Clashes have broken out between government forces and M23 rebels leaving eight UN peacekeepers injured after a brief lull in fighting in eastern Democratic Republic of Congo, the United Nations said. One of the peacekeepers was “gravely wounded” in the attack on Saturday at Sake, said UN mission head Bintou Keita. The strategic town lies 20km west of Goma, capital of North Kivu province, and fighting resumed in the area on Saturday, witnesses said, after several days of quiet. By midday Sunday, a precarious calm had settled over the region, the witnesses added. … The Tutsi-led M23 (March 23 Movement) launched a new offensive two weeks ago against several towns, 70km from Goma, extending its control northwards in the Rutshuru and Masisi territory. AFP

UN Warns of Catastrophic Hunger in Sudan in Coming Months
Nearly five million people in Sudan could suffer catastrophic hunger in parts of the war-torn country in the coming months, United Nations aid chief Martin Griffiths warned the Security Council on Friday in a note seen by Reuters. Griffiths said acute levels of hunger were being driven by the severe impact of the conflict on agricultural production, damage to major infrastructure and livelihoods, disruptions to trade flows, severe price increases, impediments to humanitarian access and large-scale displacement. … He said it was likely that some people in West and Central Darfur would move into those famine conditions as security worsens and the lean season starts. Cross-border aid delivery from Chad to Darfur is a “critical lifeline,” Griffiths said. Reuters

EU Announces €7.4 Billion Aid Package for Egypt as Concerns Mount over Migration
The European Union on Sunday, March 17 announced a €7.4 billion aid package for cash-strapped Egypt as concerns mount that economic pressure and conflicts in neighboring countries could drive more migrants to European shores. The deal, which drew criticism from rights groups over Egypt’s human rights record, was signed Sunday afternoon in Cairo in a ceremony attended by Egyptian President Abdel Fattah el-Sissi, European Commission President Ursula von der Leyen and leaders of Belgium, Italy, Austria, Cyprus and Greece. El-Sissi met separately with von der Leyen and other European leaders before the signing ceremony on Sunday afternoon. Le Monde with AFP

Egypt, Mired in Economic Crisis, Sells Off Its Land and Infrastructure to Gulf Countries
It’s a massive lifeline, laid at great expense, along a stretch of Egypt’s Mediterranean coastline. At a time when Egypt is facing a severe shortage of foreign currency, the United Arab Emirates is preparing to inject $35 billion (€32.1 billion) into the country over two months. The bulk of the funds is earmarked for the development of Ras El-Hikma, a 170-million-square-meter peninsula (the size of the Arcachon Basin), stretching over some 50 kilometers of white-sand beaches. Behind this acquisition is the Emirati sovereign wealth fund, Abu Dhabi Developmental Holding Company (ADQ), headed by Sheikh Tahnoun Ben Zayed, brother of the ruler of the United Arab Emirates, Mohammed Ben Zayed Al Nahyane. ADQ, which will manage the project, aims to make Ras El-Hikma “one of the largest new cities developed by a private consortium” by transforming it into a luxury tourist destination coupled with a financial center and a free zone. Le Monde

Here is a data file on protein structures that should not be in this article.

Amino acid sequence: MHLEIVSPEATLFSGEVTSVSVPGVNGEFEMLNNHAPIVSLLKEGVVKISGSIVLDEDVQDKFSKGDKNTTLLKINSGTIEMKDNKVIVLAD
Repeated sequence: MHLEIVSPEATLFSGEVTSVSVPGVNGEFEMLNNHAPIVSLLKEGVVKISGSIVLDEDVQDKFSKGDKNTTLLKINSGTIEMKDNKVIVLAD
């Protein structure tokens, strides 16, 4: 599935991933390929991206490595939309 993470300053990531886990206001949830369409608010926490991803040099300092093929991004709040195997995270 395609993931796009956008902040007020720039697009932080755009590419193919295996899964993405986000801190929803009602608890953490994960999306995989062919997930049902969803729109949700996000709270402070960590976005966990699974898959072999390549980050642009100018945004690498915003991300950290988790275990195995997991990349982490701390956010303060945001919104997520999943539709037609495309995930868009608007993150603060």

The Malawi WhatsApp Group That Saved Women Trafficked to Oman
A 32-year-old woman breaks down in tears as she relives the abuse she experienced when, hoping for a better life, she found herself working as a maid in Oman. Georgina, who like all the trafficked women interviewed by the BBC opted to only use her first name, believed she had been recruited to work as a driver in Dubai. She had owned a small business in Lilongwe, Malawi’s capital, and was managing when approached by an agent saying she could earn more money in the Middle East. It was not until the plane landed in Muscat, the capital of Oman, that she realised she had been deceived and subsequently trapped by a family who made her work gruelling hours, seven days a week. “I reached a point where I couldn’t take it,” she says, detailing how she got as little as two hours’ sleep. She had not been there long when her boss began forcing her to have sex with him, threatening to shoot her if she said anything. … After several weeks, Georgina became desperate and in a post on Facebook she begged for someone to help her. Thousands of miles away in the US state of New Hampshire, 38-year-old Malawian social media activist Pililani Mombe Nyoni saw her message and began to investigate. BBC

Gulf Countries Are Becoming Major Players in Africa
Mining indaba, Africa’s biggest mining conference, is a geological jamboree. But the latest bash, held in Cape Town in February, was also a geopolitical spectacle. For as well as the usual Chinese and Western firms there were arrivistes from the Gulf. Manara Minerals, a state-backed Saudi Arabian fund, has up to $15bn to spend on foreign mines. Also browsing is the International Holding Company, an Emirati conglomerate with a market capitalisation of $240bn, around that of Blackrock and bp combined; in November its minerals arm bought a 51% stake in a Zambian copper mine. Gulf interest in African mining is part of a broader trend. The United Arab Emirates (uae), Saudi Arabia and Qatar are increasingly influential in Africa. The continent is a destination for their capital, an arena for their rivalries and a test of their global ambitions. … The uae has used economic might and supplies of weaponry to stitch together a web of clients in north-east Africa. These include Khalifa Haftar, a Libyan strongman; Muhammad Hamdan Dagalo, a Sudanese warlord better known as Hemedti; and Chad’s president, Mahamat Déby. The uae’s support for Hemedti’s Rapid Support Forces in Sudan’s year-long civil war… Economist